I am doing what I can, and what seems wise or promising. The chief fact of this is a certain reliance on the rightness of all things, which perhaps another might call ‘faith’ or ‘trust in God.’ I have examined Christian Science carefully, without subscribing to some of its doctrines. Earnest Scientists assure me that the error is mine when I believe there is error in the tenets of the faith. Perhaps I am not sufficiently afraid of death to surrender to the saving ‘science.’ Perhaps it is the reverse of this. At any rate that is where the situation stands now.

During the World War an oldwives’-tale superstition of mine was destroyed. I had believed that there was an all-powerful ‘law of selfpreservation,’ which caused one to struggle violently against personal destruction. Too many men have courted destruction for the sake of ideals to permit that fallacious supremacy of the ‘law’ to retain my credence, hence my lack of fear of death is not altogether surprising to me. Philosophically also, I can see no reasonable indication that death is a destruction.

I anticipate no wings, either of white feathers or black leather, but neither have I any conviction that the thing I identify as my personality will continue as I am now conscious of it. I am very confident of some sort of continuation, but not of continuity of awareness of it.

Here is the way this matter of life and death appeals to me now, quite apart from any philosophical conceptions I may hold. A generation of us embark on a great ocean-liner, called Life. Its port is Death. Now and then one of us falls off the liner. Behold, we are simply in port before the rest!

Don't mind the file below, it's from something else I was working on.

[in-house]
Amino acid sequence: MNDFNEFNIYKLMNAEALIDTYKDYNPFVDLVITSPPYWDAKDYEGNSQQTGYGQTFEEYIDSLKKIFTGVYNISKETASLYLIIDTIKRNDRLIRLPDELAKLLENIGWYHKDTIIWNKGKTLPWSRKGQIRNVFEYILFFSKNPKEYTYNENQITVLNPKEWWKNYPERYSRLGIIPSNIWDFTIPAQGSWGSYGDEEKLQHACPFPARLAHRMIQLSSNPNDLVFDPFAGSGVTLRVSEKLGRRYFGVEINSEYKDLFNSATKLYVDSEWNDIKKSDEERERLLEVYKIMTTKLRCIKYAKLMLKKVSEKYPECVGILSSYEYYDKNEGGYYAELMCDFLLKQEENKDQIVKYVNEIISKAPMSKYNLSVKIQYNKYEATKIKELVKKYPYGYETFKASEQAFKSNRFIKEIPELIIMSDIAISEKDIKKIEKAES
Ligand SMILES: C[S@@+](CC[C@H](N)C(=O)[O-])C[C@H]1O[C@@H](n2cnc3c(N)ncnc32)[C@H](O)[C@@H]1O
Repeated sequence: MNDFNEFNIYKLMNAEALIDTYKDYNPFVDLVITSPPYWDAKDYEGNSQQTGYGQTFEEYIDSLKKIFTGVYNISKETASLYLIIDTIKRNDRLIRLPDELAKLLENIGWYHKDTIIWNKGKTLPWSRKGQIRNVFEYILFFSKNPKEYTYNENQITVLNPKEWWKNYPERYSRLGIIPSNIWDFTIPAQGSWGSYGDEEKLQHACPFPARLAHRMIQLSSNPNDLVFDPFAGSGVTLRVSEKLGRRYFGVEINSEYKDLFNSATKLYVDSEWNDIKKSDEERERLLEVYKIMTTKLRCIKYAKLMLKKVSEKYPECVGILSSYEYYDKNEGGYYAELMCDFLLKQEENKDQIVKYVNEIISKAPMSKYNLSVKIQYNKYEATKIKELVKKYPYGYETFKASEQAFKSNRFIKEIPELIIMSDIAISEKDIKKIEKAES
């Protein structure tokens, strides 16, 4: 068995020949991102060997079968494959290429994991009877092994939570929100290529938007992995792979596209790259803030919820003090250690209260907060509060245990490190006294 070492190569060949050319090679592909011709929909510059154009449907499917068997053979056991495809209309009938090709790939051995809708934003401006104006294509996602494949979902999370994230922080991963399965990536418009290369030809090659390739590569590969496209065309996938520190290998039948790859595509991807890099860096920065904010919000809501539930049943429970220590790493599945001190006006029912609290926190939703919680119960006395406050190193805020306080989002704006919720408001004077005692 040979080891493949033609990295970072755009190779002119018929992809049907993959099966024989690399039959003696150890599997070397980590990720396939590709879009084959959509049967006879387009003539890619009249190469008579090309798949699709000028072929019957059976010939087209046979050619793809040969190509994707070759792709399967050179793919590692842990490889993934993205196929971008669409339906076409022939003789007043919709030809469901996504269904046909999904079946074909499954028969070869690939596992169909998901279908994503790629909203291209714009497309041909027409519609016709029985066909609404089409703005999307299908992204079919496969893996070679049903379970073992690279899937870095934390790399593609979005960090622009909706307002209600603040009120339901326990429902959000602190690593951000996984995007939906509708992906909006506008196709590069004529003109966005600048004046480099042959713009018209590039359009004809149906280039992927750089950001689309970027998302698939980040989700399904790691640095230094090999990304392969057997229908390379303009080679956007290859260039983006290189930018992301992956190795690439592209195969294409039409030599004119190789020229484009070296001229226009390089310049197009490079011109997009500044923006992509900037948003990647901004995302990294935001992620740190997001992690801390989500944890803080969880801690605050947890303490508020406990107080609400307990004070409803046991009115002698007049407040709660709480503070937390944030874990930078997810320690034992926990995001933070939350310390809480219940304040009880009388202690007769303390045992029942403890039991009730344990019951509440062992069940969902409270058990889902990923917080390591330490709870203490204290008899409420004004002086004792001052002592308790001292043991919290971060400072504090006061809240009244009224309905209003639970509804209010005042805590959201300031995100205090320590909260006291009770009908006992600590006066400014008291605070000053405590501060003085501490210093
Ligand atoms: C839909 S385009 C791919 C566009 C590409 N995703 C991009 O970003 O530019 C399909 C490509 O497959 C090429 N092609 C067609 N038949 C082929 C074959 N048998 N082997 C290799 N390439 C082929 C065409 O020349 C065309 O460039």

Perhaps we who fall off must reënter life and make the journey to the common port nevertheless. Once in port, mayhap we all transship to another liner. The idea of a life-process that we do not escape by death is logically appealing, so that I have it among the several hypotheses which I am not at all reluctant to test.

There you have it! Stripped of the sentiment which wraps about my mind from time to time now, and cleaned of all speculative guesses, the most enduring emotion I have is epitomized by the thought, ‘At least I shall know what is beyond that Door.'

That may be a matter of temperament. I have always peered at this Door with a certain zest. There was always gusto in my frequent query, ‘What next?’ I remember slipping when up in a tall tree, as a boy, and though a hot surge bathed my inner breast, and I scrambled to safety, nevertheless the dominating and completely cool thought was, ‘ What would it feel like to be dead? ‘ I was not afraid then, even though convinced that I should die if I fell. Similarly I am not afraid now, but curious. I am scrambling for a hand-grip on life as I did then for a hold on a limb, but if I miss the grip now, why—‘What next?’

I have tried to imagine what the sensation of death will be like. I have fainted several times in my life. There was a distinct distaste each time for the encroaching darkness, but never any dreadful horror about it. I have been under anæsthetics twice. Experience varies with individuals, but many have described their sensations as the same as mine: an encroaching darkness and a sinking, waving motion, not entirely unpleasant, until consciousness pinched off— then nothing until waking again.

I have slept nightly. This is quite different from the fainting or anæsthesia, in that I am rarely directly conscious of the process of going to sleep, although I always know that I was almost asleep if something disturbs me. Nevertheless I have occasionally been aware of that same gentle, swinging, sinking motion when passing into slumber, and a similar pinching-off of consciousness. Under the ether and in sleep some sort of mental activity goes on, for in the one case I babbled of many things and in the other I am often aware that I have dreamed, although I seldom remember the dreams. The ‘I’ seems to be separated from the consciousness more or less completely, so that I can scarcely say that consciousness continued, but certainly the ‘I’ did.